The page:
Management Process includes Innovation

The uncertain and apparently unpredictable nature of the innovation in management process, it is possible to find ultimately resulting in success. Not every innovation fails, and some firms and individuals appear to have learned ways to responding and managing it such that while there is never a guarantee but successful innovation can be improved. I am using the term manage here not in the sense of designing and running a complex but creating conditions within an organization under which a successful attempt is made.

One indicator of the possibility of doing this comes from the experiences of organizations which have survived for an extended period of time. Whilst most organizations have comparatively modest life spans there are some which have survived at least one or more centuries. Looking at the experience of firms like 3M, Corning, Procter & Gamble , Reuters, Siemens, Philips and Rolls Royce – we can see that much of their longevity is down to having developed a capacity to innovate on a continuing basis. They have learned the hard way how to manage the process so that they can sustain innovation.

It is important to note the distinction here between ‘management’ and ‘managers’. There is no arguing here about who is involved in taking decisions or directing activity, but rather about what has to be done.

Close analysis of many technological innovations over the years reveals that although there are technical difficulties, teething troubles to be resolved and the occasional big hurdle to overcome, the majority of failures are due to some weakness in the way the process is managed. Success in innovation appears to depend upon two key ingredients – technical resources that is people, equipment, knowledge, money etc.,  and the capabilities in the organization to manage them.

Firms develop particular ways of behaving which become the way things are done around here to strengthen. These patterns reflect an underlying set of shared beliefs about the world and how to deal with it, and form part of the organization’s culture. The result of repeated experiments and experience around what appears to work well are learned. Over time the pattern becomes more of an automatic response to particular situations, and the behaviour becomes what can be termed a ‘routine’.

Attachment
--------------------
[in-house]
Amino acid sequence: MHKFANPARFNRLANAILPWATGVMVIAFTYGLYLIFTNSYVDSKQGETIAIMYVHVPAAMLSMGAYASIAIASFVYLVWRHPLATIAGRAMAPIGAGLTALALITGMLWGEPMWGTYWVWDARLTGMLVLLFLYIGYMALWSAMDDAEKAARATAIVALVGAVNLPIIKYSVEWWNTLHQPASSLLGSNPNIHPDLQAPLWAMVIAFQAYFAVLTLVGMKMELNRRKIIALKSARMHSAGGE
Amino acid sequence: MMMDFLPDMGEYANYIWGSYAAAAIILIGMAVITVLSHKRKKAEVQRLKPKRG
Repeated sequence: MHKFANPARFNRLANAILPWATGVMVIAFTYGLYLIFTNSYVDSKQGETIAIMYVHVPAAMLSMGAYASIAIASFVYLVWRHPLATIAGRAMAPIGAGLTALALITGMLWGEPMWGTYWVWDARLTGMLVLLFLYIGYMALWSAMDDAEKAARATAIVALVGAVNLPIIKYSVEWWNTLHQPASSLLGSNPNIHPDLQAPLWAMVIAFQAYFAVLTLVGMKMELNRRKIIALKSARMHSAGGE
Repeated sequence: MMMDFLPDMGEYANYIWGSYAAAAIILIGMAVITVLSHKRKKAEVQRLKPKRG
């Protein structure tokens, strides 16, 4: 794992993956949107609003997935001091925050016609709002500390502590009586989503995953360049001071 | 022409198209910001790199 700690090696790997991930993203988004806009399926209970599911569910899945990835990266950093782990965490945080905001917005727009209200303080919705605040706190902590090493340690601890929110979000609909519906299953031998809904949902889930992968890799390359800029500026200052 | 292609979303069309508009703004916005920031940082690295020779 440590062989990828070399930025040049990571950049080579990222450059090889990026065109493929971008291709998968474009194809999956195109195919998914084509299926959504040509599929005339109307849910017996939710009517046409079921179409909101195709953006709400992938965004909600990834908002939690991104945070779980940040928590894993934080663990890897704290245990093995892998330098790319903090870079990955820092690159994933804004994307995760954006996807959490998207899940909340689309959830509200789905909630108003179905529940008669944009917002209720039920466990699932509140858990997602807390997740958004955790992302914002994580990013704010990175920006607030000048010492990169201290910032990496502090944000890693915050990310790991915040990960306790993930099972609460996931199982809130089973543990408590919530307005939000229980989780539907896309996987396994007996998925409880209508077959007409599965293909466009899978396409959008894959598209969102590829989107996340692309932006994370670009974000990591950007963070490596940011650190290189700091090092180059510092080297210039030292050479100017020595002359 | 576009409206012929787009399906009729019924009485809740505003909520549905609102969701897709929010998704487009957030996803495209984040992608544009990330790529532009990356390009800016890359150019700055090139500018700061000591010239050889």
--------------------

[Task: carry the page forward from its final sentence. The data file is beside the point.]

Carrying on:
This does not mean that it is necessarily repetitive only. The example of driving a car can be given; it is possible to drive along a stretch of motorway whilst simultaneously talking to someone else, eating or drinking, listening to and concentrating  on, something on the radio or planning what to say at the forthcoming meeting.  But driving is not a passive behaviour; it requires continuous assessment and adaptation of responses in the light of other traffic behaviour, road conditions, weather and a number of different and unplanned situations.  It can be concluded that driving represents a behavioural routine in that it has been learned to the point of being largely automatic.

In the same way an organizational routine might exist around how projects are managed or new products are consolidated. For example, project management involves a difficult set of activities such as planning, team selection, monitoring and execution of tasks, and so on. All of these have to be integrated and offer plenty of opportunities for making mistakes. Project management is widely recognized as an organizational skill, which experienced firms have developed to a high degree but which beginners can make a mess of. Firms with good project management routines are able to codify and pass them on to others via procedures and systems. Most importantly, the principles are also transmitted into the way we run projects around by existing members passing on the underlying beliefs about project management behaviour to new recruits.

Over time organizational behaviour routines form and are strengthened by various kinds of formal and informal structures, procedures and processes which describe the way we do things around there and symbols which represent and characterize the underlying routines. It could be in the form of a policy and the firm will be widely known for its routines for regular and fast product innovation. These routines are firm specific – for example, they result  from an environment in which the costs of product development experimentation are often quite low.